It was a big week for social media when Facebook and Instagram both launched new innovations in the way we can "like" posts. After much demand for a dislike button, Facebook introduced new reaction buttons, allowing you to react to friends’ posts with something other than a simple like. Above the original “like” button you will now see a “love,” “haha,” “sad” and “angry” option and posts will show the multitude of emotions they receive. These new reaction buttons are perfect for posts that you felt the "like" button simply wouldn't suffice. Facebook established their set of new reactions based on the one-word comments people left most frequently on their friends’ posts.
Instagram made a significant revision in their app when they decided to reduce the number of likes a photo has to get before the names disappear and the number of likes takes their place. Previously, the Instagram app showed the names of people who had liked the post up to 11 likes, creating much anticipation while you wait for your post to finally reach 11 likes. The number 11 was believed to symbolize that a post had gained a satisfactory number of likes and many admitted to deleting a post that did not reach the desired 11 likes. Instagram is moving toward just showing a number the entire time a post is up.
These new transformations in the way we like posts made me take a step back and realize that the fact that these modifications are newsworthy exemplify our societies obsession with social media. We are allowing technology to take over our thoughts and our confidence level. How we feel about ourselves has become dependent on our social media and the more likes we receive on our pictures, the prettier we must be.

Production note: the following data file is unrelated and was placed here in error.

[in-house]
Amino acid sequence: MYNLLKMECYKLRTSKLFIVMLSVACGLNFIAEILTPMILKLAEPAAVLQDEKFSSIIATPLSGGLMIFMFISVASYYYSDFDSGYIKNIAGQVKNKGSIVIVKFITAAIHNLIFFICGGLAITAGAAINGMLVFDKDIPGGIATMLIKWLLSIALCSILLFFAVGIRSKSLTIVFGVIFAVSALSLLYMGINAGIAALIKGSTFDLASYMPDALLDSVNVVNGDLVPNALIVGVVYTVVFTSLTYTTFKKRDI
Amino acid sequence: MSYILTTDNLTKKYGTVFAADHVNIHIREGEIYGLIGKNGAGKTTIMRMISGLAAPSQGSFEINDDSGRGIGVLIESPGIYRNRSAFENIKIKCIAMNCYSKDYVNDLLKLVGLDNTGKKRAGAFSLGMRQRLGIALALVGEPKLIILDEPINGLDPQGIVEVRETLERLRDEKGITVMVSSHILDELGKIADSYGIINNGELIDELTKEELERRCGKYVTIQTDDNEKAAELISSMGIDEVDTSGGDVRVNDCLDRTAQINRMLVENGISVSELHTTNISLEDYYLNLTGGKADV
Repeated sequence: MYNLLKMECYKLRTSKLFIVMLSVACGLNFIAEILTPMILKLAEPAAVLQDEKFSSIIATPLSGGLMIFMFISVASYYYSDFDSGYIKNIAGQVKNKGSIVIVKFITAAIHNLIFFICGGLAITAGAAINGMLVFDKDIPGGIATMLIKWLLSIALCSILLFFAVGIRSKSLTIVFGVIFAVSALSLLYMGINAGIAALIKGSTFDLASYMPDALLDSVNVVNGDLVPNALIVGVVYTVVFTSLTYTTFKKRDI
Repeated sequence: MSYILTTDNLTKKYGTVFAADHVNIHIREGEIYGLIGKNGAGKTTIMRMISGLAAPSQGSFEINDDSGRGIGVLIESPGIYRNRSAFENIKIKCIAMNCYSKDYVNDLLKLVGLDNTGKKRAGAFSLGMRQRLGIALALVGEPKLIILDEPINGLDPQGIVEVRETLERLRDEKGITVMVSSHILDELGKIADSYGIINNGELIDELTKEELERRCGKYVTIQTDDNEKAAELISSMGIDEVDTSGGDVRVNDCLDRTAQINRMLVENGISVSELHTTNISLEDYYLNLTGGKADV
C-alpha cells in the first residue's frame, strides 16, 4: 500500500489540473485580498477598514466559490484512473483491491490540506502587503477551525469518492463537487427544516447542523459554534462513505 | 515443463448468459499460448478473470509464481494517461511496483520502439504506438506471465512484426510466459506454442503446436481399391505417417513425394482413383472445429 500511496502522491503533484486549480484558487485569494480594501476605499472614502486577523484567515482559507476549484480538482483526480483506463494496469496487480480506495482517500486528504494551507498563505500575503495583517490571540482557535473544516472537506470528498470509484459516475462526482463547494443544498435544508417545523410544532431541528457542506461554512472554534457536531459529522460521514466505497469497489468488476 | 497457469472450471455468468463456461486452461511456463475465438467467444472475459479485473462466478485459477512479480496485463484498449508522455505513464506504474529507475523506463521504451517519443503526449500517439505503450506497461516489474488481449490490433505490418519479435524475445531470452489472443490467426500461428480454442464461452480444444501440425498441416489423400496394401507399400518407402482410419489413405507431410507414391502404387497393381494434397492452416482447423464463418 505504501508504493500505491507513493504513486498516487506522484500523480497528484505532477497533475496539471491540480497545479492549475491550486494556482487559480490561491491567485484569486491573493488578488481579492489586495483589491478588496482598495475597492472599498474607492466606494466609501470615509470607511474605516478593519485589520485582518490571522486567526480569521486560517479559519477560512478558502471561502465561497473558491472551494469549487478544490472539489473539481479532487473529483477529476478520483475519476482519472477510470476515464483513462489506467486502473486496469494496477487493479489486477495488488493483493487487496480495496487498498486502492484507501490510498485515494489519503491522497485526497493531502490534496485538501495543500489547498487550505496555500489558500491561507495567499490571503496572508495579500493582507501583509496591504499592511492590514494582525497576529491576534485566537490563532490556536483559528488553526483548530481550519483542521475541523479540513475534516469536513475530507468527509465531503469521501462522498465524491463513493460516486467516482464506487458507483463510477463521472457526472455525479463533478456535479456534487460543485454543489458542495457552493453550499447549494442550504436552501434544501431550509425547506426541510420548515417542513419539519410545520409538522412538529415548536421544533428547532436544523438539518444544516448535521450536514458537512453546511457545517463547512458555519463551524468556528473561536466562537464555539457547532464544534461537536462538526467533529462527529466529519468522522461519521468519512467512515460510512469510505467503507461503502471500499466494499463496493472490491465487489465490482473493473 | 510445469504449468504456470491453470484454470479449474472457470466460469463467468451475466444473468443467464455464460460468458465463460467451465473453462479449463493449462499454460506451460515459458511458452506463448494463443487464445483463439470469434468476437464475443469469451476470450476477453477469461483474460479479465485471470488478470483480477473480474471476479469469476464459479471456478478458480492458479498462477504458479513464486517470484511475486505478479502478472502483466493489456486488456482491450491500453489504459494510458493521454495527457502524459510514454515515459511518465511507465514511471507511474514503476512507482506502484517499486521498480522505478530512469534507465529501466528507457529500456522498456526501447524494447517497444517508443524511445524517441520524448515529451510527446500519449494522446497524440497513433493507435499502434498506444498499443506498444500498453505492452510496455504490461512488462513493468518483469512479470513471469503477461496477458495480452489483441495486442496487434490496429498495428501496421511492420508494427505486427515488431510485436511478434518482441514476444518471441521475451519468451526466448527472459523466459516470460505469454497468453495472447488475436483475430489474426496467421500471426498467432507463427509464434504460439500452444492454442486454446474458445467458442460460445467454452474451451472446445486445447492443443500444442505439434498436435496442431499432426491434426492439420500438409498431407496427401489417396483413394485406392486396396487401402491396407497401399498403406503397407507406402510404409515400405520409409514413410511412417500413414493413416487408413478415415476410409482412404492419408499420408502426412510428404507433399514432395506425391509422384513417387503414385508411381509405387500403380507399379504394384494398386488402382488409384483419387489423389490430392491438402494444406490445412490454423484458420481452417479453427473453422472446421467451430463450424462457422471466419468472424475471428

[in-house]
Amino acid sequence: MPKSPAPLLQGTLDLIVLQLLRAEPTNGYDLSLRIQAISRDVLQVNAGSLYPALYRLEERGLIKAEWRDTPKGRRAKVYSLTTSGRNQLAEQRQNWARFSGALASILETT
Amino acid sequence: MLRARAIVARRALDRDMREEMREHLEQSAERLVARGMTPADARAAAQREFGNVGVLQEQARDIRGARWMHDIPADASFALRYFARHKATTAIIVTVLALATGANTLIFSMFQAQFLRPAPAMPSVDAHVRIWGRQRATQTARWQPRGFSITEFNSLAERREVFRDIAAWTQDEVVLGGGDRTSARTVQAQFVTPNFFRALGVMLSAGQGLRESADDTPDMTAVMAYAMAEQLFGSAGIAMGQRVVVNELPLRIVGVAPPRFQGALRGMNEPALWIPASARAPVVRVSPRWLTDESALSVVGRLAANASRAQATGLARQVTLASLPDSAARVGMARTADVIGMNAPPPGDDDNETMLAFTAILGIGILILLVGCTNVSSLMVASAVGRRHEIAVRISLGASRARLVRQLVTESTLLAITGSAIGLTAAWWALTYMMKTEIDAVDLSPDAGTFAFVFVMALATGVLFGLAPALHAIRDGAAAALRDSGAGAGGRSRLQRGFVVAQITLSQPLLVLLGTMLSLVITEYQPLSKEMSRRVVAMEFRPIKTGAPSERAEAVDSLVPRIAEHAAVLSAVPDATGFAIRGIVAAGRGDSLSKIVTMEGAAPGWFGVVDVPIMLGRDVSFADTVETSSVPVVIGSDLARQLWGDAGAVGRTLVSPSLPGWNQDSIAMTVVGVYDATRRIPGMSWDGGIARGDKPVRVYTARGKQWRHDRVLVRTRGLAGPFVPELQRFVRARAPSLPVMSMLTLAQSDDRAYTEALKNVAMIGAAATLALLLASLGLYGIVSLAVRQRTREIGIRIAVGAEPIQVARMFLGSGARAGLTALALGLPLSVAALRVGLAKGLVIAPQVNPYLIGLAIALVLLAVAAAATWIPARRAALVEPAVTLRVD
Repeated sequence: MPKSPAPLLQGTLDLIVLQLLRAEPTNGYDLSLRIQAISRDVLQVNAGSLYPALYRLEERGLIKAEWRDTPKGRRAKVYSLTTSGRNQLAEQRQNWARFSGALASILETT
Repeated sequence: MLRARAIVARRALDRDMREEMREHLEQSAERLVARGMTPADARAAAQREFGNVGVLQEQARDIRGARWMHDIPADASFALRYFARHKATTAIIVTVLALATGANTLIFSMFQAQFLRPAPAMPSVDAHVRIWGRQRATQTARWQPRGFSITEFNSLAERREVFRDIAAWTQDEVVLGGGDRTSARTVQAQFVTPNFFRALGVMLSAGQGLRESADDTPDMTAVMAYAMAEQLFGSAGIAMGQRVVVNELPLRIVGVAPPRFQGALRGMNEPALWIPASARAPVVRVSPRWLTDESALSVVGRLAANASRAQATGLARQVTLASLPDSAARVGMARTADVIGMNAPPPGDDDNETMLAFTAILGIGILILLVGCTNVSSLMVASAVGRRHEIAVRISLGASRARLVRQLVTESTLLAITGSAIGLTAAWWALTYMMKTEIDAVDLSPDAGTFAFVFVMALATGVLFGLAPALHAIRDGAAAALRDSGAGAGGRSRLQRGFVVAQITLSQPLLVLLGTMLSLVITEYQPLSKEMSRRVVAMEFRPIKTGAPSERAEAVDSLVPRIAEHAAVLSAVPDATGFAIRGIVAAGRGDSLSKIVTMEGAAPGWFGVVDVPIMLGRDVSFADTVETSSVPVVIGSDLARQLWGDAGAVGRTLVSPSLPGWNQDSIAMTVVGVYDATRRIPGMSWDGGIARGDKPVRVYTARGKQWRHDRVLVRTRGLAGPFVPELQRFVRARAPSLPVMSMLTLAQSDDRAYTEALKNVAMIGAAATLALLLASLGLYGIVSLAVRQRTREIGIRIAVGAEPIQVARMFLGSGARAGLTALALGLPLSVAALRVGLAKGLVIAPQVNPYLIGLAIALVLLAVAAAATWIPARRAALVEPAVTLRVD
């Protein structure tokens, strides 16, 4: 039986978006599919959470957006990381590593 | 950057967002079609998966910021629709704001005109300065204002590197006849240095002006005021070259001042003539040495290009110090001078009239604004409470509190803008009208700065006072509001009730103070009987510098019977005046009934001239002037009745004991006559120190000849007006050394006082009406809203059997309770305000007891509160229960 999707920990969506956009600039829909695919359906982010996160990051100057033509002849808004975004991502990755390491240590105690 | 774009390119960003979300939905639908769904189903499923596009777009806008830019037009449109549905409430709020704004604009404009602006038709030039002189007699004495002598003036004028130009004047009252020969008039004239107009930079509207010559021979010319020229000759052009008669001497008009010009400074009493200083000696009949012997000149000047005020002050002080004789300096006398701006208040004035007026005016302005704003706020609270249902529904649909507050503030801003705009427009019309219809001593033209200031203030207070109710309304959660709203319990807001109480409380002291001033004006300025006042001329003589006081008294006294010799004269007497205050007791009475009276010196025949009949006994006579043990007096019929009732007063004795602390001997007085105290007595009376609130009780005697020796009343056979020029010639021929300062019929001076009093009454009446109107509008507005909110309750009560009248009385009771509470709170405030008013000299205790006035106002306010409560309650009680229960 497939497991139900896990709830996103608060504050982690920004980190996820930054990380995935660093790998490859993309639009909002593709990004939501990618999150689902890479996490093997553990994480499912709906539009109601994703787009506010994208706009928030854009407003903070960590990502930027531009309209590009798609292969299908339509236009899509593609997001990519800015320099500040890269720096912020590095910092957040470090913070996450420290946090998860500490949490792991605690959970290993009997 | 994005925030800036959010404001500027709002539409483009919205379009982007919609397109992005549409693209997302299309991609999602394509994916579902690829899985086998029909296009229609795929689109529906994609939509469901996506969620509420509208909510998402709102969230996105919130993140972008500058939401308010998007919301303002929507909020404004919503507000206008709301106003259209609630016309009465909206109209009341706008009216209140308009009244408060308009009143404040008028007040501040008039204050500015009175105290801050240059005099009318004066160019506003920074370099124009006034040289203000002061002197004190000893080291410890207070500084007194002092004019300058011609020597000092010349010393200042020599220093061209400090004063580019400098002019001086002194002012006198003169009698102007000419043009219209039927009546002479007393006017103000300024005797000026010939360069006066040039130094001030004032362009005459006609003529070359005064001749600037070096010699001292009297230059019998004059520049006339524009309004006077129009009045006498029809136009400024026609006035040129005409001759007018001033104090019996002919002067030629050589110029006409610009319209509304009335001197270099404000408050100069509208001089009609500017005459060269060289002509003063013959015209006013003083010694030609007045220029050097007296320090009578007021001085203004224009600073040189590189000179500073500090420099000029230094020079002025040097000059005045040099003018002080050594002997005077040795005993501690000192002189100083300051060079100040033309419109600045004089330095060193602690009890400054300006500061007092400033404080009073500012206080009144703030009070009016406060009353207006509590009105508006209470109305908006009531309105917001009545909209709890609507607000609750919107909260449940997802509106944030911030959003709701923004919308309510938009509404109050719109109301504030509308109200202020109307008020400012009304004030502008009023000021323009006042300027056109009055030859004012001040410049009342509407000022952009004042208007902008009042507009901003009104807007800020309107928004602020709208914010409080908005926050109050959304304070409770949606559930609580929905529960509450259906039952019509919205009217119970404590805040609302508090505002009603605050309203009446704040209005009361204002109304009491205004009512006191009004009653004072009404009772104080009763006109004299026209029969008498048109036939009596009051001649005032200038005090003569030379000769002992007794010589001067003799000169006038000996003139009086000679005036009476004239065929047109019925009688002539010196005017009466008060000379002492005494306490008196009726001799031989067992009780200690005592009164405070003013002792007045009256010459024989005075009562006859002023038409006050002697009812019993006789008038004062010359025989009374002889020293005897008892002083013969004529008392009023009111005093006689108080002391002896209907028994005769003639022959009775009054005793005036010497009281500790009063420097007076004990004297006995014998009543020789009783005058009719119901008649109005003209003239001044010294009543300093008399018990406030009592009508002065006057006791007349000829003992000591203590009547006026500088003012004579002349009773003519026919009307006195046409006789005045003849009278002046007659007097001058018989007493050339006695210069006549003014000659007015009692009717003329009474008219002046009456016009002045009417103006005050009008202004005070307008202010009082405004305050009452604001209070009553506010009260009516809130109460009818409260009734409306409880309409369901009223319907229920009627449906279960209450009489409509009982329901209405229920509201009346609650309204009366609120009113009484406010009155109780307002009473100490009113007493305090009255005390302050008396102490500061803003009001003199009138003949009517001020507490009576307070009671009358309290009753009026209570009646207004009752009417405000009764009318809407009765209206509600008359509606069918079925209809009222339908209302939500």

We are a generation that is too obsessed with our phones. For some, they have become a lifeline. We feel connected with one another because we are “friends” on Facebook when in reality all it took was a simple click of a button to build this “relationship.”
We post photos and how we feel about our physical appearance is reflected on the amount of likes we get. A couple of double taps on a screen should not make one feel any better or worse about themselves and Facebook is adding to this internal conflict with their new angry button. When in fact Instagram is trying to help by aiding with the anticipation and obsession over the much-desired eleventh like. But why do we care so much about how many likes we get or who likes our pictures?
We are uploading things online to better our image through the eyes of others when we should be posting pictures because we want to. Technology has turned into an unhealthy competition among many. We see each other’s daily statuses and feel the need to one-up each other all the time. It's time we upload pictures because we enjoy them and not debate what others will think.
Snapping a picture of your beautifully displayed dinner and adding the perfect filter may actually prevent you from enjoying it. We are wasting time trying to capture the amount of fun we are having for our news feeds instead of just living in the moment. So yes, that sunset from your dorm window may make for the perfect Instagram picture, but put down the phone and take a second to actually enjoy the moment.